Oil & Gas News | Permian Basin
Sweet Economics in the Permian Basin
December 3, 2010
In 2007, the US Geological Survey estimated that from conventional reservoirs in the Permian Basin there were approximately 100 Bbbl of original oil in place (OOIP), of which the industry had produced roughly 40 Bbbl to date. There is a growing belief that resources from unconventional reservoirs in the Permian could be just as large.
Today, production from the Permian Basin is closing in on 1 MMbbl/d of oil and more than 4 Bcf/d of gas. There are roughly 300 drilling rigs running in the Permian, with one-third of the activity Wolfberry/ Spraberry production.
One of the most active players in the Wolfberry is Concho Resources Inc., with 17 rigs currently drilling vertical wells at depths typically ranging from 7,500 to 11,000 ft. The drilling cost today is approximately US $1.35 million, with estimated ultimate recoveries (EURs) up to 140,000 boe and initial production (IP) rates around 120 boe/d.
Depending on depth, wells typically take 12 to 15 days to drill, with spud to sales in 30 days. Concho estimates internal rates of return (IRRs) at today’s commodity prices of around 50%.
In the Yeso play in the New Mexico portion of the Permian Basin, where Concho has seven rigs drilling, the company gets consistent results from vertical wells at less than 7,000 ft deep. Drilling cost today is approximately $1.45million, with payout in roughly 14 months. Average EURs are 140,000 to 150,000 boe with IP rates generally around 200 boe/d, and the company estimates IRRs at today’s commodity prices are approximately 70%. Since it started drilling Yeso wells in 2006, enhanced efficiencies have allowed Concho and others to drill more wells with the same number of rigs, further enhancing the economics of the play.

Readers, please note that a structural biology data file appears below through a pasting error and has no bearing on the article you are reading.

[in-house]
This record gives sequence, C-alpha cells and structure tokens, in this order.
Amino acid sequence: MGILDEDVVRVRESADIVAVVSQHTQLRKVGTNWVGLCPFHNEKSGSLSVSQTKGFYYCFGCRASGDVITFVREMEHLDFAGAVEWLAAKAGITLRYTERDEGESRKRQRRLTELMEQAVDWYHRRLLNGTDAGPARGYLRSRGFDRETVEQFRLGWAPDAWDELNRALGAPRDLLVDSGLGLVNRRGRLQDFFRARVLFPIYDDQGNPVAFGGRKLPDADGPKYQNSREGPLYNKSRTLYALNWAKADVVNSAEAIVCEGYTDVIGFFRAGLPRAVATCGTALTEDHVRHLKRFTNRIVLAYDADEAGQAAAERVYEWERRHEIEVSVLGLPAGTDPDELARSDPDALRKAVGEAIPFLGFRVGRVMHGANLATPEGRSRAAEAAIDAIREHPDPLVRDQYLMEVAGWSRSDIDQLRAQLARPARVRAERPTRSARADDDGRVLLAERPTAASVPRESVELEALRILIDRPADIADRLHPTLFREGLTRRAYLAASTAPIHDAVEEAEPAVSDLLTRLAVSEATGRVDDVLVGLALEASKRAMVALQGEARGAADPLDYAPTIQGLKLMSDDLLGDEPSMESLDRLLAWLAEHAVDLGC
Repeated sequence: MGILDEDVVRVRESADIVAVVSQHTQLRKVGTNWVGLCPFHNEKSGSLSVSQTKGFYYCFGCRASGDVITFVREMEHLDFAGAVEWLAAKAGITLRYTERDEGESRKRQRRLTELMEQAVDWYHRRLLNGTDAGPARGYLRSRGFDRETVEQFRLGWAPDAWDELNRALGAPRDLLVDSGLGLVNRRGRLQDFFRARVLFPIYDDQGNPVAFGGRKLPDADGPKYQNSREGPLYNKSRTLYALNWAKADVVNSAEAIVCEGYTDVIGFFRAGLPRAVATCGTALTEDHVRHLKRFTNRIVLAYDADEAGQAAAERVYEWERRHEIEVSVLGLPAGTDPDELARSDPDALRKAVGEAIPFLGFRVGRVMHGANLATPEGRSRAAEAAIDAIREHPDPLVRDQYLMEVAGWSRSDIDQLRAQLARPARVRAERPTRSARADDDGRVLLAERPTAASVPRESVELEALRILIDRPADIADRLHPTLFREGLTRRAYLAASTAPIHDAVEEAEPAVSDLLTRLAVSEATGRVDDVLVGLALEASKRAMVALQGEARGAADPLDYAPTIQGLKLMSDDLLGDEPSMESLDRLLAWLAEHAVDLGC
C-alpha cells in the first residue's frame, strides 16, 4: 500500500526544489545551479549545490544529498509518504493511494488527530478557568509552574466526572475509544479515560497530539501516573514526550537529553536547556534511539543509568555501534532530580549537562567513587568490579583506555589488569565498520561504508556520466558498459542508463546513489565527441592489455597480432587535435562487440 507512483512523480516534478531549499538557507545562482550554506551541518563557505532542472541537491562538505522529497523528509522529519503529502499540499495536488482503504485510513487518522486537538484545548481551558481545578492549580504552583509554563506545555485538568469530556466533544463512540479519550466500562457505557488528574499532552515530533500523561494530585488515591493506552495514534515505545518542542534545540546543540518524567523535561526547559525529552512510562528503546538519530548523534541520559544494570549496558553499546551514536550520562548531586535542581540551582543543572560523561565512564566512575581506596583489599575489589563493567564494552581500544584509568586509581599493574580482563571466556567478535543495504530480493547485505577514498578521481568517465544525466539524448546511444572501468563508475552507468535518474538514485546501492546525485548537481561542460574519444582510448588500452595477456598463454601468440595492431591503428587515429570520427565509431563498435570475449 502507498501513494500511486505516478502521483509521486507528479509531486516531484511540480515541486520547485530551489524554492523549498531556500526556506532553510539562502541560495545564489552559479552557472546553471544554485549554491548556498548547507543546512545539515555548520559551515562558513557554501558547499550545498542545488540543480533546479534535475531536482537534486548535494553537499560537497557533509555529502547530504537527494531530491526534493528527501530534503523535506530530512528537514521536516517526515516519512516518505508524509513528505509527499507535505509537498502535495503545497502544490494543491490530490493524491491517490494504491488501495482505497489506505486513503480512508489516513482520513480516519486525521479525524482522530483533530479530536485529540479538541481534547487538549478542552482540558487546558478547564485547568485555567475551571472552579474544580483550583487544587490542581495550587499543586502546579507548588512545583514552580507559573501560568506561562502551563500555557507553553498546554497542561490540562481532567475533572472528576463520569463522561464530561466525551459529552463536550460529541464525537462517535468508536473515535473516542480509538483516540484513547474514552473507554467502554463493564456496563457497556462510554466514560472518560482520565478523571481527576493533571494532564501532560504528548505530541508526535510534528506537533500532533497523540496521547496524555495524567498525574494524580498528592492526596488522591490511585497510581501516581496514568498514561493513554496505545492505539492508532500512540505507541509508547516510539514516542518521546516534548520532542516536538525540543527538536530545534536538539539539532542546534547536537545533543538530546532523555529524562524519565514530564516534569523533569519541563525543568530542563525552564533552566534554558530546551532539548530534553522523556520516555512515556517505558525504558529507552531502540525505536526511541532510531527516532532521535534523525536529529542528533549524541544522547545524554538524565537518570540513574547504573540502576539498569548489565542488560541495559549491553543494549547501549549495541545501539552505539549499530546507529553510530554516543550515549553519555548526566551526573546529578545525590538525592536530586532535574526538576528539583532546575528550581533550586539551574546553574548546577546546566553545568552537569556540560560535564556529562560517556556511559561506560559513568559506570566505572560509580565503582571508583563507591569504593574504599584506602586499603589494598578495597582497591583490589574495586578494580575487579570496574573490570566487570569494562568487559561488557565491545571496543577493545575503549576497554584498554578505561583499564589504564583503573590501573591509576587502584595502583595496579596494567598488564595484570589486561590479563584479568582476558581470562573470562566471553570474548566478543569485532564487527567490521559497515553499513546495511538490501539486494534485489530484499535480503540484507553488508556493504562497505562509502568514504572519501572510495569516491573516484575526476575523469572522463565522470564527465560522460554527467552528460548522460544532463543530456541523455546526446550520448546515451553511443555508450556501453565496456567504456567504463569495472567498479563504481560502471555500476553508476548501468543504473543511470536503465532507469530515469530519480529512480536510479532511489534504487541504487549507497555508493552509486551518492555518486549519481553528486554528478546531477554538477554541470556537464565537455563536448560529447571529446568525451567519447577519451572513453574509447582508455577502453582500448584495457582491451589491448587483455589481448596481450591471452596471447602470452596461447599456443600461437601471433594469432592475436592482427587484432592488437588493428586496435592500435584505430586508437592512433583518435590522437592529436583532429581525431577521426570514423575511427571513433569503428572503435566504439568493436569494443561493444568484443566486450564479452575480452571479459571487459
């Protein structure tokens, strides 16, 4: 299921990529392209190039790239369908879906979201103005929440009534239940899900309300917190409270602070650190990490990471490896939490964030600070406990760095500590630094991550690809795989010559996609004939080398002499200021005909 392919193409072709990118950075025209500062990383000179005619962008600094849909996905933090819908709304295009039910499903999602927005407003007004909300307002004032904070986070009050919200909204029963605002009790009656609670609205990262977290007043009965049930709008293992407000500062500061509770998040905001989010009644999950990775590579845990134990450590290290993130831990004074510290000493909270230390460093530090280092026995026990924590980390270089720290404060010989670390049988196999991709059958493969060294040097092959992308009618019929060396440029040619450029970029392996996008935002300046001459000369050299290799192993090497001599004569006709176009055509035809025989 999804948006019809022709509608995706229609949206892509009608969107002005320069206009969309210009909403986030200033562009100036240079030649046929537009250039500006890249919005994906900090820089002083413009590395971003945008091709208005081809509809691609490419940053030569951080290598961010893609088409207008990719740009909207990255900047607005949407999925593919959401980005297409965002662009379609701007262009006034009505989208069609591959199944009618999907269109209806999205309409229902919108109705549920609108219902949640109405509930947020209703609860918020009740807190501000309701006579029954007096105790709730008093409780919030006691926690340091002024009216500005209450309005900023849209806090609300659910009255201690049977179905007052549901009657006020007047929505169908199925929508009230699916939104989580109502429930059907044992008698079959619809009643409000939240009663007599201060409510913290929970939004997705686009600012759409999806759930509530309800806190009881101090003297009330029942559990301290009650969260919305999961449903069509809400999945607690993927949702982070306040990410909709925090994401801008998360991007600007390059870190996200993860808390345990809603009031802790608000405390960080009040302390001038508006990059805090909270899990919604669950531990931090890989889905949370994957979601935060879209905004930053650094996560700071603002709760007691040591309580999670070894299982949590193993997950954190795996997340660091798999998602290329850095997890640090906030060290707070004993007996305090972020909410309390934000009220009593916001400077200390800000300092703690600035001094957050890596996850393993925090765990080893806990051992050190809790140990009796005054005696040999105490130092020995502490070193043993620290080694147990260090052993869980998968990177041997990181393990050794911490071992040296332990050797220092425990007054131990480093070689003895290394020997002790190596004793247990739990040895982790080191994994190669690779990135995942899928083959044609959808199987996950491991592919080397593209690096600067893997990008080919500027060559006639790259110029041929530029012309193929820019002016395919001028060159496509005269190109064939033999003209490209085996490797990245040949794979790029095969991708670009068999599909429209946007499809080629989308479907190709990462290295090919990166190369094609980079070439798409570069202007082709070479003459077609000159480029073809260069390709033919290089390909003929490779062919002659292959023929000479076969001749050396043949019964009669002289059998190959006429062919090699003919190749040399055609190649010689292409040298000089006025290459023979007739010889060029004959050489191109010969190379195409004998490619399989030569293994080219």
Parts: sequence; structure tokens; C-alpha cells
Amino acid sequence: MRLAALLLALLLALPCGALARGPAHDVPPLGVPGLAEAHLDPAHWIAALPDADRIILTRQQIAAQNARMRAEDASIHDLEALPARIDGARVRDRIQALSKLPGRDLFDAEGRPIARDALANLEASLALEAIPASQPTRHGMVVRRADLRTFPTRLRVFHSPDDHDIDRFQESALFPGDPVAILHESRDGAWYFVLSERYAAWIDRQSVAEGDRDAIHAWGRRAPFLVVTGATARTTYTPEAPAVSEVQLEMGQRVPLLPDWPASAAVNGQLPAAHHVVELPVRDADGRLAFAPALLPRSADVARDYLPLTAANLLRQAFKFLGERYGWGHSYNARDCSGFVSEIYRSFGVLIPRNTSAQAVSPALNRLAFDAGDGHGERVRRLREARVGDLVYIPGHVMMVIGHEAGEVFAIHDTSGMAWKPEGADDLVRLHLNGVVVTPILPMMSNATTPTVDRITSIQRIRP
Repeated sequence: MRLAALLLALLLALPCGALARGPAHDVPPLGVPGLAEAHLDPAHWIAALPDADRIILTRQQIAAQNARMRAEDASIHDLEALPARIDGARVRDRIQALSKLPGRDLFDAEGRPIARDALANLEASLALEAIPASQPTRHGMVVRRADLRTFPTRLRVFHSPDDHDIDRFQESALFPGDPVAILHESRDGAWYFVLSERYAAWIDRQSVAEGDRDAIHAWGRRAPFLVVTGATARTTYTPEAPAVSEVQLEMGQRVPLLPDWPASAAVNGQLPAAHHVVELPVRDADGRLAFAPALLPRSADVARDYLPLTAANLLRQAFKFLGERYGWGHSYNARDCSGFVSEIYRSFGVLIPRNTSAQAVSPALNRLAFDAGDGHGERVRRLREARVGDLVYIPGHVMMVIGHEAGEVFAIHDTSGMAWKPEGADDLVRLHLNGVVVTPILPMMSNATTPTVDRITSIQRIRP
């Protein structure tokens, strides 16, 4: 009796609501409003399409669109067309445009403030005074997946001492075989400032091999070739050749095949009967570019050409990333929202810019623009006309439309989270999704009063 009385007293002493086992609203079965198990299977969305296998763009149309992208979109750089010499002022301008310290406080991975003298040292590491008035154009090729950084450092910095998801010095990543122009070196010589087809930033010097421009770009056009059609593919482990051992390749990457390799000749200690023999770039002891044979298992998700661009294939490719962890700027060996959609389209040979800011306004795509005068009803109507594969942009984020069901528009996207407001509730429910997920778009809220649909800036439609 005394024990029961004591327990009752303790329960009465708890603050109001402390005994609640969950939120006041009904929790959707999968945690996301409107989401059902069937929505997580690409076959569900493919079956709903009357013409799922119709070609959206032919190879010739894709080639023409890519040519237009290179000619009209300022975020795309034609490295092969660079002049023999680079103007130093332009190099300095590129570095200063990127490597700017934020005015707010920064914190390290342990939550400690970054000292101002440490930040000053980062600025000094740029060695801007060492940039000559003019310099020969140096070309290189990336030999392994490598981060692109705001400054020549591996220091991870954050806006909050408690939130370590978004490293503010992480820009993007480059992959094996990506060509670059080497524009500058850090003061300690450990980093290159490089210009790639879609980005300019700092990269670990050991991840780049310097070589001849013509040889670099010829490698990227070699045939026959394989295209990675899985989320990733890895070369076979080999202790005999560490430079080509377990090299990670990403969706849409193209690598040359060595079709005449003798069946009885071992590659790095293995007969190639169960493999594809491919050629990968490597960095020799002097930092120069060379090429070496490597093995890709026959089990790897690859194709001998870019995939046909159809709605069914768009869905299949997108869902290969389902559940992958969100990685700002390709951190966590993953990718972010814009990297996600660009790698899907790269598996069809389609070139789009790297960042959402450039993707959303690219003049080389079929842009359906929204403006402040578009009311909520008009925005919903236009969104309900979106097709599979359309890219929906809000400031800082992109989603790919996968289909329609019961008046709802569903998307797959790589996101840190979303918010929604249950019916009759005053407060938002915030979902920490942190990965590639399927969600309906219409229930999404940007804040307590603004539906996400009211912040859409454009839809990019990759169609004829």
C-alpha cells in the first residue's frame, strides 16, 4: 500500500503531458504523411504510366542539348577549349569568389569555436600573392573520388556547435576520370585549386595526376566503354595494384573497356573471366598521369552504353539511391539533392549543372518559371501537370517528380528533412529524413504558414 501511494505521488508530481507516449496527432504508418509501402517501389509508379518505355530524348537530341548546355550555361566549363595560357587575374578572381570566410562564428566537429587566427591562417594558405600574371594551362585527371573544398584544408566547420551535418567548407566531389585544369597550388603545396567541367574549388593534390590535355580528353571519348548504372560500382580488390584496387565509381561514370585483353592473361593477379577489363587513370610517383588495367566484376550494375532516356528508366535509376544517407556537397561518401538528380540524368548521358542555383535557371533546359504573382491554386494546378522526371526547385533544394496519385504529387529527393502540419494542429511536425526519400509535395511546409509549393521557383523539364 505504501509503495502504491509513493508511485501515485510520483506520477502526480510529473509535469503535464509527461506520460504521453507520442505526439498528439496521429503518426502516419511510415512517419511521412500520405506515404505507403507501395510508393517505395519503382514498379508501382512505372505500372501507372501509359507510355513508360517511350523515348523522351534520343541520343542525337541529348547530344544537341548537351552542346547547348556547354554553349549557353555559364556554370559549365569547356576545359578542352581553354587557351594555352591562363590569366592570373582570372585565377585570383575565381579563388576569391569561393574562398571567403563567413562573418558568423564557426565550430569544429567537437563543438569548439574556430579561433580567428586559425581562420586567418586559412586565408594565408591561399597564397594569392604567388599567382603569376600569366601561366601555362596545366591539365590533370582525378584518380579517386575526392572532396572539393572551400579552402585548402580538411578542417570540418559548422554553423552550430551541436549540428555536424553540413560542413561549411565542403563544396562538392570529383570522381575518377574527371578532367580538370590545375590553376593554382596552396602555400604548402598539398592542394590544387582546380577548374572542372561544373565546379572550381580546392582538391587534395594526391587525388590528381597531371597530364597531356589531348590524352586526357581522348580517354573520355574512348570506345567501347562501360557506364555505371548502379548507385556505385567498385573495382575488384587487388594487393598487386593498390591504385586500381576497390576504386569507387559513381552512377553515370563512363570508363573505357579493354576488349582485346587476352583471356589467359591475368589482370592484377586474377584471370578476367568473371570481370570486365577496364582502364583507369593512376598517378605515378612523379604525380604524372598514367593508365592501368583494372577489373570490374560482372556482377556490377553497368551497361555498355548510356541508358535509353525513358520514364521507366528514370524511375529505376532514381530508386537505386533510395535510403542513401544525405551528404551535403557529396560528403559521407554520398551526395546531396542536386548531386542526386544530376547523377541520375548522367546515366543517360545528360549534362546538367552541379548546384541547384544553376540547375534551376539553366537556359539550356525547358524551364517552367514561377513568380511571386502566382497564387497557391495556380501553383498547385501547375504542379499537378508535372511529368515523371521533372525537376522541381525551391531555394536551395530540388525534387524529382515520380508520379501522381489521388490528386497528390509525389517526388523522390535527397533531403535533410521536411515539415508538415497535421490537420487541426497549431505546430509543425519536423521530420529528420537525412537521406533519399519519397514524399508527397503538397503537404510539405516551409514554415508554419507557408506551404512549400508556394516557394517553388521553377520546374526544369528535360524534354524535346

(Source: Pritchard Capital Partners LLC)
The strong economics of the Permian result in high cash margins. For example, in the first half of 2010, Concho had an unhedged cash margin of $45.73/boe, 65% higher than the median of a peer group of companies. Strong economics also have been a main driving force behind the Permian consistently being one of the most active areas for merger, acquisition, and divestiture activity.
In 2Q 2010, for example, the Permian saw four deals worth a total of $2.5 billion, with average metrics of approximately $19.25/boe of proved reserves (two thirds oil) and $112,500/flowing boe of daily production. The largest transaction was SandRidge Energy’s acquisition of Arena Resources for $1.4 billion. More recent transactions include Apache Corp. acquiring BPs Permian assets for $3.1 billion ($22/boe of proved reserves, $108,650/flowing boe of daily production) and Concho’s $1.65 billion acquisition of privately-held Marbob Energy Corp. ($21.70/boe of proved reserves, $117,860/flowing boe of daily production). While Apache Corp. is acquiring Mariner Energy mostly for its robust portfolio of deepwater Gulf of Mexico assets, it also was attracted to the company’s onshore assets, which primarily are in the Permian.
Permian Basin economics and the emerging horizontal plays contributed to a record-breaking lease sale for the University of Texas land program totaling $206.5million in September 2010, nearly four times the previous record. In all, there were more than 100 tracts of land that sold for more than $1 million. A total of 191,254 acres out of the 260,800 available in 15 West Texas counties sold during the sale. The average bonus of $1,079.89/acre also was a record. El Paso Corp. was the winning bidder for leases covering 123,100 acres in the emerging Wolfcamp Shale in the Delaware Basin, adding acreage in Reagan, Crockett, Upton, and Irion counties.